At 10/1/2012 9:54:28 PM, phantom wrote:
Just curious and I'm bored.

What are your favorite branches of philosophy and which ones do you like least?

Of the main ones, politics is probably my least interest but it's still enjoyable and much preferable to none-philosophical politics.

Morality used to be my favorite. Now it's dissipating but I still like it a lot. Epistemology and metaphysics are both up there. Philosophy of religion too. Arguments for God have always interested me from a young age. Haven't looked much into philosophy of mind but I should. Logic is cool. I think I like all the branches lol.

Generally speaking, metaphysics and epistemology. Specifically speaking, philosophy of religion and mind. Philosophy of science and metaethics are super interesting, too.
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YYW
Posts: 36,289
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10/2/2012 2:31:53 AM
Posted: 4 years ago
At 10/1/2012 9:54:28 PM, phantom wrote:
Just curious and I'm bored.

What are your favorite branches of philosophy and which ones do you like least?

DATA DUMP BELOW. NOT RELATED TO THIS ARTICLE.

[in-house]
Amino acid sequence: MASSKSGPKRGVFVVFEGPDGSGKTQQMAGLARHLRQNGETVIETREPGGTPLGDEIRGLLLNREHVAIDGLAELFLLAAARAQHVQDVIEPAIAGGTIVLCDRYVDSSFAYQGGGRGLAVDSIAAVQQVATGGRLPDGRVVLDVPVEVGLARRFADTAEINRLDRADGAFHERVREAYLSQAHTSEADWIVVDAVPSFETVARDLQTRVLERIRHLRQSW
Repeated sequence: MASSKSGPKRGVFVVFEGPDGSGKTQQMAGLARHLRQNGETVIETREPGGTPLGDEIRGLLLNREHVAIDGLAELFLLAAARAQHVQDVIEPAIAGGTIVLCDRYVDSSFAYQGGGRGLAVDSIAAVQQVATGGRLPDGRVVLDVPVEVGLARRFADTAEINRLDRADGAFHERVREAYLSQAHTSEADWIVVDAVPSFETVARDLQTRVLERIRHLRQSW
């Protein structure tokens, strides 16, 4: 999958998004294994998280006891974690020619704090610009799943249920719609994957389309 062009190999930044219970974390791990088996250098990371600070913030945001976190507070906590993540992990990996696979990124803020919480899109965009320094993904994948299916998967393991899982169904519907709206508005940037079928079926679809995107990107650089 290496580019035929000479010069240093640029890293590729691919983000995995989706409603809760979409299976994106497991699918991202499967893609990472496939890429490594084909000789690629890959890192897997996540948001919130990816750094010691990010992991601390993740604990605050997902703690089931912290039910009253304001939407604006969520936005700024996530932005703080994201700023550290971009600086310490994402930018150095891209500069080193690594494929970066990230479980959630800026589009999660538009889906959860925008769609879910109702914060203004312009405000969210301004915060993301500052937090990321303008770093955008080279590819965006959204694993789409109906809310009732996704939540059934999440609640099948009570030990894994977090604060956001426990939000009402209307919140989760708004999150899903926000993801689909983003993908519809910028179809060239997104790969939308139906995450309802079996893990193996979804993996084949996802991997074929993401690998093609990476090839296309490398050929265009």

Of the main ones, politics is probably my least interest but it's still enjoyable and much preferable to none-philosophical politics.

Morality used to be my favorite. Now it's dissipating but I still like it a lot. Epistemology and metaphysics are both up there. Philosophy of religion too. Arguments for God have always interested me from a young age. Haven't looked much into philosophy of mind but I should. Logic is cool. I think I like all the branches lol.

My favorite philosophy? Oral Sex.
Tsar of DDO
socialpinko
Posts: 10,458
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10/2/2012 12:28:13 PM
Posted: 4 years ago
Epistemology
Philosophy of Mind
Metaphysics

Though every branch is interesting (cept aesthetics), these are just the most interesting.
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: : At 9/29/2014 9:43:46 AM, kbub wrote:
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: : DDO should discredit support of sexual violence at any time and in every way.